Donald Trump blasts Boeing and says he would fix the 737 Max & # 39; and it would change

Donald Trump says he would fix the 737 Max & # 39; and would describe it differently if a crisis-hit Boeing struggles to develop new software after the tragedy in Ethiopia

Donald Trump claimed that he could repair the distressed Boeing 737 Max and rebrand him to the double air tragedies.

The president said he would add some extra features to the jet model to help the manufacturer hit by the crisis.

Trump took his advice to Boeing in the early morning hours of Twitter on how to bring the 737 Max brand back to life.

All 157 passengers aboard the Ethiopia Airlines flight died last month when the Boeing 737 Max crashed a few minutes after taking off Addis Ababa en route to Nairobi.

In total, 21 staff members of the United Nations and 12 aid workers were killed.

A similar crash involving the same Boeing model plane crashing into Indonesia's waters in October last year hit all 189 on board.

President Donald Trump tweeted his ideas to help Boeing rebrand the troubled 737 Max plane in the early hours of this morning

President Donald Trump tweeted his ideas to help Boeing rebrand the troubled 737 Max plane in the early hours of this morning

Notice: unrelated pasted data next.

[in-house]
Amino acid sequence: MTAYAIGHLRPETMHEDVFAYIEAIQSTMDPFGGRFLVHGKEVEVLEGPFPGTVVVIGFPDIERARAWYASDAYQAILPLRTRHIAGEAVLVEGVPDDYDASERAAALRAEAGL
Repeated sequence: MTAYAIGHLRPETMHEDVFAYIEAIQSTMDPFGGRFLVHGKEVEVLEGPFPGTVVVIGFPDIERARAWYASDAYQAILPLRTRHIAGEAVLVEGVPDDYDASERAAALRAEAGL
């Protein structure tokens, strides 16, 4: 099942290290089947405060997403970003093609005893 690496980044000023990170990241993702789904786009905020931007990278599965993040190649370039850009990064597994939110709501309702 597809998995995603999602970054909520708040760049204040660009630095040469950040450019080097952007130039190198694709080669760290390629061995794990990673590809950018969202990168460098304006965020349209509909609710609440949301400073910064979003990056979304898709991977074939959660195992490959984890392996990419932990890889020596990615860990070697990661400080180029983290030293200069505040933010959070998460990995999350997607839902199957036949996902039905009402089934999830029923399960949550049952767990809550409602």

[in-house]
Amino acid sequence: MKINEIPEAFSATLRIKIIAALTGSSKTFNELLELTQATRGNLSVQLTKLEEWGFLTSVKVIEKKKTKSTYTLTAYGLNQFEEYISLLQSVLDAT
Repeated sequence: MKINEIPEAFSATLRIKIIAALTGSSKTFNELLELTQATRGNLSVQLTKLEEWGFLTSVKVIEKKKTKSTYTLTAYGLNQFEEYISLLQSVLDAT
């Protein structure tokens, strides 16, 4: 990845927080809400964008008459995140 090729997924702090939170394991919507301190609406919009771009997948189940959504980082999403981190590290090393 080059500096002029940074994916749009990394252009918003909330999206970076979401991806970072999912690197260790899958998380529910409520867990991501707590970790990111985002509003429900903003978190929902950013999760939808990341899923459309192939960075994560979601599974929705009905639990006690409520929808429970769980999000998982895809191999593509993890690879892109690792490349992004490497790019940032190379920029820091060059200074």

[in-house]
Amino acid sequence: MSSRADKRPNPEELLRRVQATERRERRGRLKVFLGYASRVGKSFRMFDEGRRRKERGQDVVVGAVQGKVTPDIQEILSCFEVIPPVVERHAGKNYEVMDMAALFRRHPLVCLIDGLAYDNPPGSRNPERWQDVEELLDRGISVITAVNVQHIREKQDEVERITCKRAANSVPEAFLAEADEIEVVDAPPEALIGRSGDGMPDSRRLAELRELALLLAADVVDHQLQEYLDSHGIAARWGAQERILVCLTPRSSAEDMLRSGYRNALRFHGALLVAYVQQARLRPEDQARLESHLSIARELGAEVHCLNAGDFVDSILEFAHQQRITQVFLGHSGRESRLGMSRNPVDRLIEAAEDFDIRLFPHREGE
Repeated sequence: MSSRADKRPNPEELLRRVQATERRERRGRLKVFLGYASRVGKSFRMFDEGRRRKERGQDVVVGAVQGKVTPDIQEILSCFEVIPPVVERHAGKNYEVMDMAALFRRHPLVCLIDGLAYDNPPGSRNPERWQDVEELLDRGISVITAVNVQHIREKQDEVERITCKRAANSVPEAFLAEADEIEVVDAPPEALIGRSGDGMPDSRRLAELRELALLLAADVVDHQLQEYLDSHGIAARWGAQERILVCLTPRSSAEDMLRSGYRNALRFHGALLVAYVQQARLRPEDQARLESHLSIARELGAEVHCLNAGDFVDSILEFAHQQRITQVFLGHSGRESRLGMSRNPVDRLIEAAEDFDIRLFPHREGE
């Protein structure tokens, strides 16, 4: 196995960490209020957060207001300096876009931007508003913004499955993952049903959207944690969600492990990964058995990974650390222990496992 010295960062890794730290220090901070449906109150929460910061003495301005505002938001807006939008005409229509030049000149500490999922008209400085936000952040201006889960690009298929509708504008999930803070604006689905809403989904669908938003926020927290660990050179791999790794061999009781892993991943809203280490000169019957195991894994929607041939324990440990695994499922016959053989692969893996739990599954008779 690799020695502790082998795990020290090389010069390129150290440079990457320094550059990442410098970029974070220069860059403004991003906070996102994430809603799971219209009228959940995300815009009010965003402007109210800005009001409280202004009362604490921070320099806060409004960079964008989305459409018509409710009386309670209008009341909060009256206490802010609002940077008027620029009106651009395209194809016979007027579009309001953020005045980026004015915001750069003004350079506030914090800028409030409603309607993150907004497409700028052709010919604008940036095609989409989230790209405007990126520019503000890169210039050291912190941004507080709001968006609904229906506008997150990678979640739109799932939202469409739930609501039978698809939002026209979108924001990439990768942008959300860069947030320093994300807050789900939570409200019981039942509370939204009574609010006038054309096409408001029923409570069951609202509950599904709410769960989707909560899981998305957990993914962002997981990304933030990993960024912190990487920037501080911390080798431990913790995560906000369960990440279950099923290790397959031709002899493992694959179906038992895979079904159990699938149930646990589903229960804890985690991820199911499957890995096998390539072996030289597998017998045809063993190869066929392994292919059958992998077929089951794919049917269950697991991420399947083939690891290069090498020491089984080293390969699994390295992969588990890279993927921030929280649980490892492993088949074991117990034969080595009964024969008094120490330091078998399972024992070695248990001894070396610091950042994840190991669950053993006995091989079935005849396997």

Airlines and countries around the world have grounded the Boeing 737 Max jets or removed them from their airspace after the crashes.

Donald Trump said this morning that repairing the jet and adding & # 39; some extra great features & # 39; could restart the model before adding & # 39; what do I know? & # 39; at the end.

He wrote Monday morning at 3.49 pm PDT: & # 39; What do I know about branding, maybe nothing (but I became president!), But if I were Boeing, I would have the Boeing 737 MAX FIX, some great features & REMAND the plane with a new name. No product has suffered like this. But again, what the hell do I know? & # 39;

The jet from Ethiopia Airlines reportedly damaged its attack sensor when taking off a foreign object or bird, experts said last week.

The damaged sensor triggered inaccurate data and caused the pilots to turn off the anti-stall software – known as MCAS – but turned it on again and pushed the jet down.

It is said that the pilots attempted to manually return the nose of the aircraft before restoring power, but they were unable to regain control – which ultimately resulted in the aircraft crashing to the ground.

Boeing vowed to fix the software problems discovered in his 737 Max flight control system with a new patch after the two fatal accidents that led to the worldwide basis of the manufacturer's flagship model.

An initial accident report of the fatal crash last month in Ethiopia revealed that erroneous sensor readings and multiple automatic commands to push the nose of the Boeing aircraft down contributed to the crash, making it difficult for the crew to regain control to get.

Ivanka Trump today honors the victims of the Ethiopian Airlines crash by attending a special ceremony and laying a wreath in the country's capital, Addis Ababa, on her journey through Africa.